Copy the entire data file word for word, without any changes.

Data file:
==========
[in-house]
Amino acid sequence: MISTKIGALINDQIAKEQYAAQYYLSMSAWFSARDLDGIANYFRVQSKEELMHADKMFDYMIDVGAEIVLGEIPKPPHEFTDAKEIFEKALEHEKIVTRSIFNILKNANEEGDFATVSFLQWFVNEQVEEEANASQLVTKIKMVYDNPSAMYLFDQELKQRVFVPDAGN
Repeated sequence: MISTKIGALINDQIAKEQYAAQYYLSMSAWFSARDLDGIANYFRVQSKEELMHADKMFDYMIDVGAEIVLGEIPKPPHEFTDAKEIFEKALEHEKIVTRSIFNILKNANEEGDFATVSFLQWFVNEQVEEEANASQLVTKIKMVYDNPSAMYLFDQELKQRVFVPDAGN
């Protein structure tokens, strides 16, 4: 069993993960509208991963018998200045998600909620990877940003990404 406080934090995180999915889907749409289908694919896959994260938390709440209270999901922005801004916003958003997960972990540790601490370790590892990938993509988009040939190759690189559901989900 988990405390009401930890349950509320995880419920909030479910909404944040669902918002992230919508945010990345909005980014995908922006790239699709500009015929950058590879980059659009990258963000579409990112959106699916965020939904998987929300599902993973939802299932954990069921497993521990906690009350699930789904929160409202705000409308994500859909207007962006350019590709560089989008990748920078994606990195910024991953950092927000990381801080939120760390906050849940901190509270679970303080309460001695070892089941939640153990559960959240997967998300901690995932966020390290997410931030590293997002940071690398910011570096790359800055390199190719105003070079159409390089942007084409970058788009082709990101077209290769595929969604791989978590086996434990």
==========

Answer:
[in-house]
Amino acid sequence: MISTKIGALINDQIAKEQYAAQYYLSMSAWFSARDLDGIANYFRVQSKEELMHADKMFDYMIDVGAEIVLGEIPKPPHEFTDAKEIFEKALEHEKIVTRSIFNILKNANEEGDFATVSFLQWFVNEQVEEEANASQLVTKIKMVYDNPSAMYLFDQELKQRVFVPDAGN
Repeated sequence: MISTKIGALINDQIAKEQYAAQYYLSMSAWFSARDLDGIANYFRVQSKEELMHADKMFDYMIDVGAEIVLGEIPKPPHEFTDAKEIFEKALEHEKIVTRSIFNILKNANEEGDFATVSFLQWFVNEQVEEEANASQLVTKIKMVYDNPSAMYLFDQELKQRVFVPDAGN
């Protein structure tokens, strides 16, 4: 069993993960509208991963018998200045998600909620990877940003990404 406080934090995180999915889907749409289908694919896959994260938390709440209270999901922005801004916003958003997960972990540790601490370790590892990938993509988009040939190759690189559901989900 988990405390009401930890349950509320995880419920909030479910909404944040669902918002992230919508945010990345909005980014995908922006790239699709500009015929950058590879980059659009990258963000579409990112959106699916965020939904998987929300599902993973939802299932954990069921497993521990906690009350699930789904929160409202705000409308994500859909207007962006350019590709560089989008990748920078994606990195910024991953950092927000990381801080939120760390906050849940901190509270679970303080309460001695070892089941939640153990559960959240997967998300901690995932966020390290997410931030590293997002940071690398910011570096790359800055390199190719105003070079159409390089942007084409970058788009082709990101077209290769595929969604791989978590086996434990």